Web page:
Interview with Paul Lippe, OnRamp Systems

 

How the role of general counsel differs from a law firm lawyer

 

Interview with Paul Lippe, OnRamp Systems

Paul Lippe, CEO of OnRamp Systems, describes the lawyers' role and the difference between in-house and outside counsel, the relevance of the legal function to business and how a General Counsel can leave an innovation footprint.

Paul Lippe was interviewed by Bruno Mascello.

 

How would you describe a General Counsel's job?

When the first wave of General Counsel (GC) of the ‘70's and ‘80s were asked to define their job, they would frequently say something like "we're just like a law firm, only we just have one client."  Today, if you ask a sophisticated GC like FMC Technology's Jeff Carr, they would say something like "we're just like the rest of the business, only we have legal training and we focus more on risk and long-term returns."  Although we often hear of companies hiring prominent lawyers with government or law firm experience and trumpeting their credentials, as often as not we see that followed by continuing risk-based losses for the company and the GC's departure within 2-3 years.  Any GC who doesn't understand that their role is very different from a firm or government lawyer's is unlikely to be successful.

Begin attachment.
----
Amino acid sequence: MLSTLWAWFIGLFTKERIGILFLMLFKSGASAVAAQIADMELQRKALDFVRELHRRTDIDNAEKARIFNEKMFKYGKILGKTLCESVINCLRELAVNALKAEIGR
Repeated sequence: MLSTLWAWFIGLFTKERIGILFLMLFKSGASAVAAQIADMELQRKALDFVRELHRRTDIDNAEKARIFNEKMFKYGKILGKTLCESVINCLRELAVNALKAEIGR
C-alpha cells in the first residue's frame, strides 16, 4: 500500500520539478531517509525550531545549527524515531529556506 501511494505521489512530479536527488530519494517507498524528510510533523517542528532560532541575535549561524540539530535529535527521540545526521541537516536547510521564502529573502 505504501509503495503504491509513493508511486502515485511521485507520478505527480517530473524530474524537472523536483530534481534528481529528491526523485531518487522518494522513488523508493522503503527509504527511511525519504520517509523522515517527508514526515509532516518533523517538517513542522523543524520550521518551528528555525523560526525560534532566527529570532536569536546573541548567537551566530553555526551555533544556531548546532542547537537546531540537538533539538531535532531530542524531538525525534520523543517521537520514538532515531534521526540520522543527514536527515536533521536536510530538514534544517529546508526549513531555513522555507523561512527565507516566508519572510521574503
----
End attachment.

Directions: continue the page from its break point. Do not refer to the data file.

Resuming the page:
Jeff Carr has an excellent summary of the four things lawyers do.

-       Advocacy - representing the client's interests in relationship to external parties, most commonly litigation;

-       Counseling - advising the client on actions that favor long-term over short-term interests;

-       Content - providing information about legal issues; and

-       Process - moving information from one place to another to create legal work product, typically either generating or analyzing contracts, or working through discovery-based work in litigation or investigation

 

Obviously there exist differences between general counsel and law firm lawyers. Could you elaborate about what the key differences between the two kinds of lawyers are about?

The simple comparison in this table below will show the most common elements of the dichotomy.

 

 

Firm Lawyer

GC

 

 

 

Time-orientation

Reactive

Strategic

Cost Orientation

More spend = more quality

Save money

Specialization

Highly specialized

Generalist

Problem Orientation

One matter at a time

All matters, all times, all connected

Source of Authority

Expertise, ability to compel CEO, Board

Relationships, ability to persuade at all levels

Source of pride

Ethics

Effectiveness

Locus of production

Individual

Team

Information

Scarce

Abundant

On Stones

Leave no stone unturned

Look under the right stone

Primary knowledge

The Law

The Business

Temperament

Adversarial

Collaborative

Self-image

Expert

Learner

Commercial Success

Given

Always at risk

Likes

Complexity

Simple

 

An important recent example of how lawyers should perform their role is the recent VW emission scandal.  If you view lawyers as strictly reactive, then I guess it was "OK" if the VW lawyers (whether inside or inside) did nothing to prevent the manipulation of emissions tests, since "no one asked them."  But if you view lawyers as strategic (as I do), then you think either that some lawyers should have pro-actively asked the question of how the company was able to get such high performance and low emissions results, when those were generally viewed as being near impossible, or that they should have had good enough contacts in the engineering organization that someone would have told them what was going on.